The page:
This brings us full circle to the first issue – how vital it is to build a good foundation and prepare well for our endeavour before we leave. That includes having good closure with those we leave behind and building a strong support base at the sending end. Why? Because we need to stay connected with those who know us well and are sending us out. We need their support and understanding, to involve them on our journey and keep them on side in what we are going through.
Here is one thing we strongly advocate for anyone going into another culture: find a core group of friends and family members who are willing to support you on this venture, be a sounding board for you and provide encouragement when you are struggling. They will be worth their weight in gold!
And look for support in other quarters too:
- A culture coach maybe – someone who is ahead of you in the crossing culture journey and can give you some valuable tips.
- Local friends who will explain the inexplicable and help you gradually to understand. If you are open and willing, they will be an invaluable resource.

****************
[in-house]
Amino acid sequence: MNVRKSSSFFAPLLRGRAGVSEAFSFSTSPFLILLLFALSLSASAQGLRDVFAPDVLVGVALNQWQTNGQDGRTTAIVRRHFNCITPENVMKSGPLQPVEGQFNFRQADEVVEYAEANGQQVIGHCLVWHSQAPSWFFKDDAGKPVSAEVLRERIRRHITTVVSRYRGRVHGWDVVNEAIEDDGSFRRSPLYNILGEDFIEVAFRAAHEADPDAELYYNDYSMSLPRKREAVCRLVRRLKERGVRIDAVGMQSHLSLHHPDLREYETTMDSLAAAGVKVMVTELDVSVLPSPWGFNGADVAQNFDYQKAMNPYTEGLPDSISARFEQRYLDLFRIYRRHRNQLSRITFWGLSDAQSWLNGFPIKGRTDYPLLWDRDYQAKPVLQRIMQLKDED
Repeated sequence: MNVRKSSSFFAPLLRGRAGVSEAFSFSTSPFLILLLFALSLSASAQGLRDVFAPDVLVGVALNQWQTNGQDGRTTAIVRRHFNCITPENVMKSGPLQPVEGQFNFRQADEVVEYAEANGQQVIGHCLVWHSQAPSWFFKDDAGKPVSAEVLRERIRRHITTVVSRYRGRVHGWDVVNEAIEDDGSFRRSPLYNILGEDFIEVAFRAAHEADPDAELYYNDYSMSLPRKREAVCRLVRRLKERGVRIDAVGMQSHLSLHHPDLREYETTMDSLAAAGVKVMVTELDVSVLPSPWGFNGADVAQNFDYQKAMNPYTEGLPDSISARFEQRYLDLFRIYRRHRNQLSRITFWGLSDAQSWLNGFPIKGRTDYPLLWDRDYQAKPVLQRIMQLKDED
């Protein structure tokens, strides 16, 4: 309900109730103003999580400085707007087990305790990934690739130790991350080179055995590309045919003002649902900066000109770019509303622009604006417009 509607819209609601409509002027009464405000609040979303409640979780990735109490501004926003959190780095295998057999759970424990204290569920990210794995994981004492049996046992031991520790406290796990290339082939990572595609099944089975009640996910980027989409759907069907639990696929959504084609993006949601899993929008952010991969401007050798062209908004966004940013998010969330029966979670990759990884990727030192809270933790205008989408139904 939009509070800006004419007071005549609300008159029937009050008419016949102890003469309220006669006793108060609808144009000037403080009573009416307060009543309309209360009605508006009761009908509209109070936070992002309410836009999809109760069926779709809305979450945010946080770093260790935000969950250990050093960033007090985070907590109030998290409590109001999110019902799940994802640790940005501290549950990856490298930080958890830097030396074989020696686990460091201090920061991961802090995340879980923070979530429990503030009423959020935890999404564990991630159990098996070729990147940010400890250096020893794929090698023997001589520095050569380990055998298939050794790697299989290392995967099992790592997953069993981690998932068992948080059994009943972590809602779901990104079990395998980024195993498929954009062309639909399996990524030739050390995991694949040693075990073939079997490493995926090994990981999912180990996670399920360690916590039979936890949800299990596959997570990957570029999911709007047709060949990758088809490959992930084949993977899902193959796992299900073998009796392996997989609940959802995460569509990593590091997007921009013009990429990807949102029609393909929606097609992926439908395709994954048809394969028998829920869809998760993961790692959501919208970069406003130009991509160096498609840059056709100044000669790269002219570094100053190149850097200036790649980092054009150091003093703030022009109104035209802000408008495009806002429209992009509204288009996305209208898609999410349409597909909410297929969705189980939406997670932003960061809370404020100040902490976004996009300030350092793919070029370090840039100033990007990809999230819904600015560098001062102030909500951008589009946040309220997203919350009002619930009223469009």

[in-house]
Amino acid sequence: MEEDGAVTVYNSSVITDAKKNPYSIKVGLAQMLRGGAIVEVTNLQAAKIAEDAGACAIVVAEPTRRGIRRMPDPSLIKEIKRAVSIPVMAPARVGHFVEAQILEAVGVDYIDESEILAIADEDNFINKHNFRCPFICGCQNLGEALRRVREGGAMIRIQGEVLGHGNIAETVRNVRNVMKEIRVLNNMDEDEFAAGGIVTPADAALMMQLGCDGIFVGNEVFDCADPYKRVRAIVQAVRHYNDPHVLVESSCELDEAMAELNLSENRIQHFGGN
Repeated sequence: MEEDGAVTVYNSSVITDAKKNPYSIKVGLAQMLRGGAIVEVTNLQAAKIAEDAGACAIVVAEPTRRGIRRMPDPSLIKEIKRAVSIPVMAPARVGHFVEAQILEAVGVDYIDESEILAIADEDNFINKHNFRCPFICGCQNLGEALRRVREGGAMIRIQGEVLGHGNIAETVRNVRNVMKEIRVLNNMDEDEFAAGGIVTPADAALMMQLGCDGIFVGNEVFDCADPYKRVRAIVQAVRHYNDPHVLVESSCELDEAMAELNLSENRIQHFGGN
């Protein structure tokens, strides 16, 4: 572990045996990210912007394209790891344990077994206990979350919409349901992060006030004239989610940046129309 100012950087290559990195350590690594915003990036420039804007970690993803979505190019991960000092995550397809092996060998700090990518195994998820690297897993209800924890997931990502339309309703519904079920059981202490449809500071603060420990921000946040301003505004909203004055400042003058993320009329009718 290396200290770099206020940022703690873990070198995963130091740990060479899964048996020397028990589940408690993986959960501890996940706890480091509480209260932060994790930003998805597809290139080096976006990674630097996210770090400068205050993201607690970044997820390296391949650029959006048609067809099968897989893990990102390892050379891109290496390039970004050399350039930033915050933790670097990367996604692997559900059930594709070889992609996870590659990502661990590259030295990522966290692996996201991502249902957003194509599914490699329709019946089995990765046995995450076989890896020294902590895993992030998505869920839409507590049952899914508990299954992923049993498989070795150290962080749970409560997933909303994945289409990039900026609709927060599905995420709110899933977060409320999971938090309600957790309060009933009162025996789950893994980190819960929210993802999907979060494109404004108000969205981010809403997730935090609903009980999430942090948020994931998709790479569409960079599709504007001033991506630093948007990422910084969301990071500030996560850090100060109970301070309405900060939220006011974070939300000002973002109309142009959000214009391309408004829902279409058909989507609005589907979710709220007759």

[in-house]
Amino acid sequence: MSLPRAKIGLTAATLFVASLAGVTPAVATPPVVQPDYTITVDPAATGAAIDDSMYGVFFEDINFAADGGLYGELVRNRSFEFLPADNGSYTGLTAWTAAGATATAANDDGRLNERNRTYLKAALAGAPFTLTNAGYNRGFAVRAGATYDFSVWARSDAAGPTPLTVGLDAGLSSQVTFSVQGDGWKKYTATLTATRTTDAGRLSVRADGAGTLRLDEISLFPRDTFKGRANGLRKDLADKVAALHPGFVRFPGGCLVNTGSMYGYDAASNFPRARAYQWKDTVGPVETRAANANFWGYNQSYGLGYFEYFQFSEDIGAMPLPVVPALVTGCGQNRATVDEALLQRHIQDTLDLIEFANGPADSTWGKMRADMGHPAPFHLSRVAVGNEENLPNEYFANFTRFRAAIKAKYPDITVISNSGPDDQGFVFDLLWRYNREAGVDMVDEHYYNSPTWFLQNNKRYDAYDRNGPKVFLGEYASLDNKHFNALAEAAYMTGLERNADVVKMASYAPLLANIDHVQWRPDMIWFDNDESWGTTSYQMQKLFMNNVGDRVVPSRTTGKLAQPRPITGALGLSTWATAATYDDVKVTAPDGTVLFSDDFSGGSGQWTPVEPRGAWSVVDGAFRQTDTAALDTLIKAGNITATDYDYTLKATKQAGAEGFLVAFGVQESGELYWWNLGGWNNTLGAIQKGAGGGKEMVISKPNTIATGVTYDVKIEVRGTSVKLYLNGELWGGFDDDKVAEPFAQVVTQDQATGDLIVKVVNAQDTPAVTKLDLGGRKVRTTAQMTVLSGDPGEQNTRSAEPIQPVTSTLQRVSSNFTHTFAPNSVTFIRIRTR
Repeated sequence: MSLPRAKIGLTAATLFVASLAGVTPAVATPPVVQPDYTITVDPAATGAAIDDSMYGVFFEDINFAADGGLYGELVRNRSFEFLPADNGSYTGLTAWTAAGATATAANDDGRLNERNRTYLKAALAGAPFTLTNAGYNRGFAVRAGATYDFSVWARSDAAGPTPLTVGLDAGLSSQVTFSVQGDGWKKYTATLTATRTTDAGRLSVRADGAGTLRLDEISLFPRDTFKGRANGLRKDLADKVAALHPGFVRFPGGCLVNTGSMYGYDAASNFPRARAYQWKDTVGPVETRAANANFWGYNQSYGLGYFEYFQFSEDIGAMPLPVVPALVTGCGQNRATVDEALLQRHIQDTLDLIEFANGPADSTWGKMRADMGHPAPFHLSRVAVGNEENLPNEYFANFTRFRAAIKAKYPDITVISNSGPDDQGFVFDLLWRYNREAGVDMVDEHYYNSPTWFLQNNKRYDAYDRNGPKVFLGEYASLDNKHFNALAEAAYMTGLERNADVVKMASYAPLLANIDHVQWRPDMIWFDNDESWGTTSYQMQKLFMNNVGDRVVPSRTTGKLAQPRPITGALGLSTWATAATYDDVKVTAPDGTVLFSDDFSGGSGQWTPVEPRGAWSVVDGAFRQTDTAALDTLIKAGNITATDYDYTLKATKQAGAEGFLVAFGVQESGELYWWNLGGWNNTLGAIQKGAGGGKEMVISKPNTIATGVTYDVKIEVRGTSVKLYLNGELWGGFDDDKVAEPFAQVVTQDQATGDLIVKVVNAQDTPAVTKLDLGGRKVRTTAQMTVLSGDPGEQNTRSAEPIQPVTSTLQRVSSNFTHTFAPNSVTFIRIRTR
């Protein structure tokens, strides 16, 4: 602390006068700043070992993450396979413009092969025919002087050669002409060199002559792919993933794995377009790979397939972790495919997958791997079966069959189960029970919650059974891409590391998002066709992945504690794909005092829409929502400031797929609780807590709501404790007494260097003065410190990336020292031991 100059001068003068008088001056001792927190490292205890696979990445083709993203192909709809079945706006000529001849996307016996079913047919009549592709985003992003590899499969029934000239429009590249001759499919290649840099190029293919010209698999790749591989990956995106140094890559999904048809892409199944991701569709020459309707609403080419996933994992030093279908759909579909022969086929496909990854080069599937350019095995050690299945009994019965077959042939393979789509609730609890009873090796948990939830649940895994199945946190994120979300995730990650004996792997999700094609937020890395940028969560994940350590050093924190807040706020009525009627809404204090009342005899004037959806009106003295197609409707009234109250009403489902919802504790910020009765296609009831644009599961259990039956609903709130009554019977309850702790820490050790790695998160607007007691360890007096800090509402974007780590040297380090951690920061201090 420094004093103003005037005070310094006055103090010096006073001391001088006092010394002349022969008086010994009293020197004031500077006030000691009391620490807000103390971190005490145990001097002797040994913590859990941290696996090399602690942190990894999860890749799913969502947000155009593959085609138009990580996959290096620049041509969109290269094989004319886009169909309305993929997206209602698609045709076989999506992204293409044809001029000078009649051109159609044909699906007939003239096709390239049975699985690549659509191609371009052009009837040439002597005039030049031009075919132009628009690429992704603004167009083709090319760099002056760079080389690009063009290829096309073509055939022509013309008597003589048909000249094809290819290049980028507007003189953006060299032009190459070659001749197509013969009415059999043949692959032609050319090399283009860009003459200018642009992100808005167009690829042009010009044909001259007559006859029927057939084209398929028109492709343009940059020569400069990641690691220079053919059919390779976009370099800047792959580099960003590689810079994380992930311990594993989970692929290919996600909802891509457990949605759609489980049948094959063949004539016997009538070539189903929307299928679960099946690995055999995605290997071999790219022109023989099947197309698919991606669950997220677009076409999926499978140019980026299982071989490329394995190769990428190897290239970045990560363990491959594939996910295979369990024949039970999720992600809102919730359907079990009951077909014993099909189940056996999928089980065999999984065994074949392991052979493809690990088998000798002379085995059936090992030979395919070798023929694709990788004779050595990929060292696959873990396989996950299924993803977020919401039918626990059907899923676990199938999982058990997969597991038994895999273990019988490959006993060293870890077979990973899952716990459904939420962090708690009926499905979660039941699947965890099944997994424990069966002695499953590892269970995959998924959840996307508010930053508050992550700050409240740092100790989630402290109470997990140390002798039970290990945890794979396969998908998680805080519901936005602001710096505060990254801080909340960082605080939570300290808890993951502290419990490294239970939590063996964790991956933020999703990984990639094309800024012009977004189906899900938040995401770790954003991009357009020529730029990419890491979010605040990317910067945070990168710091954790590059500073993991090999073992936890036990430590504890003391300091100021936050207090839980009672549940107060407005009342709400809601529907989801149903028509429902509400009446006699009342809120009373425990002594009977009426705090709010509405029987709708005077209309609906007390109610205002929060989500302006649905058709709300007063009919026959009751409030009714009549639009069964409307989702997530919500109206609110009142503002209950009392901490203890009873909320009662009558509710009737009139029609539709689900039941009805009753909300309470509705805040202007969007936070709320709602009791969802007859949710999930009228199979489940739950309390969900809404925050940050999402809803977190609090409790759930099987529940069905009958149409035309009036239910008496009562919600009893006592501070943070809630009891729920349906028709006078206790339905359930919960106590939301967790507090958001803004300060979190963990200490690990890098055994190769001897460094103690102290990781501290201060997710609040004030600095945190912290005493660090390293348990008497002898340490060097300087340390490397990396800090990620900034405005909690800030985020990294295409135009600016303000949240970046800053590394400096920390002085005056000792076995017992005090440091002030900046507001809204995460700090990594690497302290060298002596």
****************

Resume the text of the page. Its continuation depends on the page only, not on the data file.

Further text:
- A community of like-minded people who can encourage you.
Hopefully you will find that in the place where you are serving. But what if you don’t? This is where we in FieldPartner hope that we can continue to help, by providing an on-line community: others who may be at a different stage and are probably working in a different culture from you, but who can still encourage you and cheer you on.
5. Your choices impact your children in countless ways!
Of course you may not have kids, but if you do, you need to know they experience this journey very differently from you. Kids have the capability to ‘enter’ a culture and learn a language much more easily than their parents, but they may also feel deeply the loss of their former life. They may blame you for the discomfort and disorientation they are feeling. Embracing a new culture may come more easily to them, but going through that process will also permanently alter their identity. From now on life for them, even more than for you, will never be the same. So in Module 3 on my course, we will also be looking at terms like Third Culture Kid and Global Nomad, helping you (I hope) to think through the implications of your choice to move abroad as it might impact on your kids.
There are some definite upsides to this, but also some very real challenges. We will be looking at what some of those are.
OK so there you have it in a nutshell! Five things I wish I had known before I went. In actual fact, I didn’t know half of this for many years, but that is a story for another time!